Reuben Dip in a Bread Bowl

I am adjusting this recipe to fit with the things that work with the “Best Reuben Sandwich” from America’s Test Kitchen. Like making your own “dressing” which includes the mayo, sour cream, and chili sauce. Also using Boar’s Head sauerkraut and draining some sweet relish – though I will not go so far as to chop up my own sweet gerkins. Makes no sense. D&D_1861

I had to order the bread bowl from the Publix a day ahead of time, so consider that in your planning. I think a Rye boule would work equally well if you are so inclined.

1 cup mayonnaise
1/2 cup sour cream
1/3 cup chili sauce
4 ounces cream cheese, softened
1/4 cup drained sauerkraut -Boar’s Head
3 tablespoons sweet relish, drained very well
2 cups shredded Swiss cheese
1 cup diced cooked corned beef – Boar’s Head from the deli @ the Publix
salt and pepper
1 large (1#) pumpernickel boule, top sliced off and center hollowed out

Preheat oven to 350˚F.

Mix together mayonnaise, sour cream, chili sauce, cream cheese, sauerkraut, and relish into a large mixing bowl and stir together until completely combined. Fold in cheeses and corned beef until fully combined. Season with salt and pepper and stir together. Scoop mixture and place into the hollowed bread bowl and place onto a baking sheet.

Place dip in the oven and bake for 15 to 20 minutes or until dip is hot and baked through. Serve immediately with bread bowl by making slices of the bread into the dip – really good. Yep.

Source: Spoon Fork Bacon with some America’s Test Kitchen influence.

15 April 2017 – For Easter this year. Used my super amazing tomato knife* to slice through the bread to make bites and it worked really well.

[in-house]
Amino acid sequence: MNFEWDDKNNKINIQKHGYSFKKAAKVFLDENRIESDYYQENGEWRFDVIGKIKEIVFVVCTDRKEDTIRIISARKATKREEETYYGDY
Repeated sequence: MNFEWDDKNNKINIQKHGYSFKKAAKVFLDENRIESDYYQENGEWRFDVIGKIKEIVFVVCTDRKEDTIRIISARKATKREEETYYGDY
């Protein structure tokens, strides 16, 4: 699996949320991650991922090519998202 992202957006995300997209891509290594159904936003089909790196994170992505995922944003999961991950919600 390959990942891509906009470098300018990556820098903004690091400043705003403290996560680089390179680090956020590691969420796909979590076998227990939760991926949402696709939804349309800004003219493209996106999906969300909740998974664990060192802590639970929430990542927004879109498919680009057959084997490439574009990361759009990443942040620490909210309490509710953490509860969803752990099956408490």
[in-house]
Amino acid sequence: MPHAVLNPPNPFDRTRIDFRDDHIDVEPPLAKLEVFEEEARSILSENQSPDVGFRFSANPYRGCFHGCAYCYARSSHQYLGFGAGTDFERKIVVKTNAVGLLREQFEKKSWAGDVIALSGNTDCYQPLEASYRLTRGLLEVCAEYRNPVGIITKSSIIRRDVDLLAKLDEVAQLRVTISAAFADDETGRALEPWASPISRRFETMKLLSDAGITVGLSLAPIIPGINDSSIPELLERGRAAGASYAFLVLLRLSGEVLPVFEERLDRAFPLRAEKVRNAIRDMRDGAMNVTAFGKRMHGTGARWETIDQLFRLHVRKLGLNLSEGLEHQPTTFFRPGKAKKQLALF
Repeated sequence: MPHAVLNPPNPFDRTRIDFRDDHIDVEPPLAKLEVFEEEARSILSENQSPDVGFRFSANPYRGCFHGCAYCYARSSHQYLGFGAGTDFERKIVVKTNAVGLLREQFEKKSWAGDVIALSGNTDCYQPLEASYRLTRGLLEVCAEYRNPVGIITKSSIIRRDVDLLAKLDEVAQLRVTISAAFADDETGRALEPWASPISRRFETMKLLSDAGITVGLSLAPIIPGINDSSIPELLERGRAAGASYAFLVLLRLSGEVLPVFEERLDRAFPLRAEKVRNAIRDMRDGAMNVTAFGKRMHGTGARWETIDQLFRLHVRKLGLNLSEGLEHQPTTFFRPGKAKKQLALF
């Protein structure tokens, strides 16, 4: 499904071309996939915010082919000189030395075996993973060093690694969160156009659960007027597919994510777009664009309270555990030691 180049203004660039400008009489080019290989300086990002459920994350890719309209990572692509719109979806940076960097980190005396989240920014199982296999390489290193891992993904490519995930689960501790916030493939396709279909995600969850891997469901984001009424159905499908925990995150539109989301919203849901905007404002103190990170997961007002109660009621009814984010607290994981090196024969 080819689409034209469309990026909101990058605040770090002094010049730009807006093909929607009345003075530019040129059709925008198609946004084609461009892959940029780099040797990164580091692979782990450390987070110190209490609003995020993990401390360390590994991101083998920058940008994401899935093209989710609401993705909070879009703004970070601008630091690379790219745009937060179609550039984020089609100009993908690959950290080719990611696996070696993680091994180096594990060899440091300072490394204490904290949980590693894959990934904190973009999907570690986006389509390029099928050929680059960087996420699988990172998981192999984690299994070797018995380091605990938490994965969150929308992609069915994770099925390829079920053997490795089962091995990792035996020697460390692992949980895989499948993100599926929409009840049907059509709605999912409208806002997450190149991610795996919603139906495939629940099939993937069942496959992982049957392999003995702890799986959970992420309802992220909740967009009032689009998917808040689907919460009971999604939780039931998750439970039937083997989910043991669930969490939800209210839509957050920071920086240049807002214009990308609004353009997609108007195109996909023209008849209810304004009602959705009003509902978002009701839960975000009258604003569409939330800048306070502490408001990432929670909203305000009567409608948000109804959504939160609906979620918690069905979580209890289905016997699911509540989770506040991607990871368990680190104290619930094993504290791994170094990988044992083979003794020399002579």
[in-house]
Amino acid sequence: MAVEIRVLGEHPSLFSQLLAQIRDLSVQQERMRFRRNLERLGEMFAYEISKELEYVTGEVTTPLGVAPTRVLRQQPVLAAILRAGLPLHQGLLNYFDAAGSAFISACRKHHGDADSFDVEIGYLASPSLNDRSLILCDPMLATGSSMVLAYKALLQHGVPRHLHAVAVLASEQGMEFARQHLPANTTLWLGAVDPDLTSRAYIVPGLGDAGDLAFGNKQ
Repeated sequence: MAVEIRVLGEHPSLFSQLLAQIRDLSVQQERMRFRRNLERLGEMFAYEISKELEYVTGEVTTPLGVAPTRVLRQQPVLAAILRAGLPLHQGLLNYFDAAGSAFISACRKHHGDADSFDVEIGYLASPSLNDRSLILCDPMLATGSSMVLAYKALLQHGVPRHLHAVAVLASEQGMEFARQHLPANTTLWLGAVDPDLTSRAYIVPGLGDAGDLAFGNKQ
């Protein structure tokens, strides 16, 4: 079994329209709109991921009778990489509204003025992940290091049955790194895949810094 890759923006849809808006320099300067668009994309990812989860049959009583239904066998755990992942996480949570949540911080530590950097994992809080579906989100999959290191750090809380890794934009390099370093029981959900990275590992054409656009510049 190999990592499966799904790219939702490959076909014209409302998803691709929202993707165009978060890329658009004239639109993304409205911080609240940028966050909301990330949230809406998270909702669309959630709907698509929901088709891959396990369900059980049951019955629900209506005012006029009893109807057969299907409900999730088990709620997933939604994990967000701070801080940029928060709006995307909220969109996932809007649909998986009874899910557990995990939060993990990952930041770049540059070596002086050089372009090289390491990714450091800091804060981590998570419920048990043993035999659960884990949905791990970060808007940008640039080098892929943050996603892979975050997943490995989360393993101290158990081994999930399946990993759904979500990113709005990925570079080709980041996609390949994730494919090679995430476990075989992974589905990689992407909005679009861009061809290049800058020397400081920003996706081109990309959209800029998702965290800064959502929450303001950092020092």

* Victorinox 125th anniversary limited edition 4 1/2″ tomato knife. Sharpest damn thing ever – mind your fingers. So not kidding.

Old-Fashioned Pecan Pie – America’s Test Kitchen 

America’s Test Kitchen made the comment referring to this as pecan pie in their notes, “often called Karo pie in the south.”  Nope. No one calls it karo pie in the South.  No one. Ever. Guess that’s what people in New England think, but they could not be more wrong. Though, I do admit, this is an amazing pecan pie recipe – for all their yankee-ness – the maple syrup makes it. Indeed. And no need for corn syrup. dd_1664

I have been making this version of pecan pie for several years now and it really is pretty stupidly amazing. I have a soft spot for pecan pie. When I was a kid, you could have your favorite dinner and cake for your birthday. Well, my favorite cake, was pecan pie. That was what I wanted and that was what I got – along with tacos – my favorite meal at the time. Lord, what a small child can do with food, but damn skippy, it made me happy. Really really happy. Even typing that I have dumb grin on my face right now. Life can sometimes just be simple. And really good.

1 cup maple syrup, grade A or B, I prefer B, it is a bit richer
1 cup light brown sugar
1/2 cup heavy cream
1 Tbs molasses
4 Tbs unsalted butter, cold and cubed
1/2 tsp salt
6 large egg yolks, lightly beaten
1 1/2 cup chopped pecans, lightly toasted – Renfroes
1 – 9 inch unbaked pie shell, chilled in the pie plate for 30 minutes (see: No Roll Butter Pie Crust – I am trying it this year.)

Adjust oven rack to lowest position and heat oven to 450 degrees.

In a sauce pan, heat syrup, brown sugar, cream, and molasses oven medium heat and stir until sugar is dissolved. Remove from heat and let cool for 5 minutes. Whisk in butter and salt and then whisk in egg yolks until incorporated.